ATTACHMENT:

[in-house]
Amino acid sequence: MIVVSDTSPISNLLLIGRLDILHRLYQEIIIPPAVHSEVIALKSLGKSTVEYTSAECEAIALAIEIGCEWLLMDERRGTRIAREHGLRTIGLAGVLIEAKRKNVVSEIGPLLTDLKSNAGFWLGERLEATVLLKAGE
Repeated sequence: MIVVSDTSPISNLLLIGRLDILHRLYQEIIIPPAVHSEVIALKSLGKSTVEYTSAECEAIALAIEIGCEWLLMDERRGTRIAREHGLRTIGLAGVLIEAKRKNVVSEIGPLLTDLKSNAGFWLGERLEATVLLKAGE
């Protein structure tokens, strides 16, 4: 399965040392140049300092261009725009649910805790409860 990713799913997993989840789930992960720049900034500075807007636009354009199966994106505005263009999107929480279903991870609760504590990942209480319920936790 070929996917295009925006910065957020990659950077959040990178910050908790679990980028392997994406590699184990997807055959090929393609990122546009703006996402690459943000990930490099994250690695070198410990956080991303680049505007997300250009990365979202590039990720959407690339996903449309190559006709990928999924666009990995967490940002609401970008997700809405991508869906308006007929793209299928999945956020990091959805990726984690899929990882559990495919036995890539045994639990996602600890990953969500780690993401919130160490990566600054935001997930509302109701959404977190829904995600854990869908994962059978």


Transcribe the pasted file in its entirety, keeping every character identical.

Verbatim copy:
[in-house]
Amino acid sequence: MIVVSDTSPISNLLLIGRLDILHRLYQEIIIPPAVHSEVIALKSLGKSTVEYTSAECEAIALAIEIGCEWLLMDERRGTRIAREHGLRTIGLAGVLIEAKRKNVVSEIGPLLTDLKSNAGFWLGERLEATVLLKAGE
Repeated sequence: MIVVSDTSPISNLLLIGRLDILHRLYQEIIIPPAVHSEVIALKSLGKSTVEYTSAECEAIALAIEIGCEWLLMDERRGTRIAREHGLRTIGLAGVLIEAKRKNVVSEIGPLLTDLKSNAGFWLGERLEATVLLKAGE
């Protein structure tokens, strides 16, 4: 399965040392140049300092261009725009649910805790409860 990713799913997993989840789930992960720049900034500075807007636009354009199966994106505005263009999107929480279903991870609760504590990942209480319920936790 070929996917295009925006910065957020990659950077959040990178910050908790679990980028392997994406590699184990997807055959090929393609990122546009703006996402690459943000990930490099994250690695070198410990956080991303680049505007997300250009990365979202590039990720959407690339996903449309190559006709990928999924666009990995967490940002609401970008997700809405991508869906308006007929793209299928999945956020990091959805990726984690899929990882559990495919036995890539045994639990996602600890990953969500780690993401919130160490990566600054935001997930509302109701959404977190829904995600854990869908994962059978």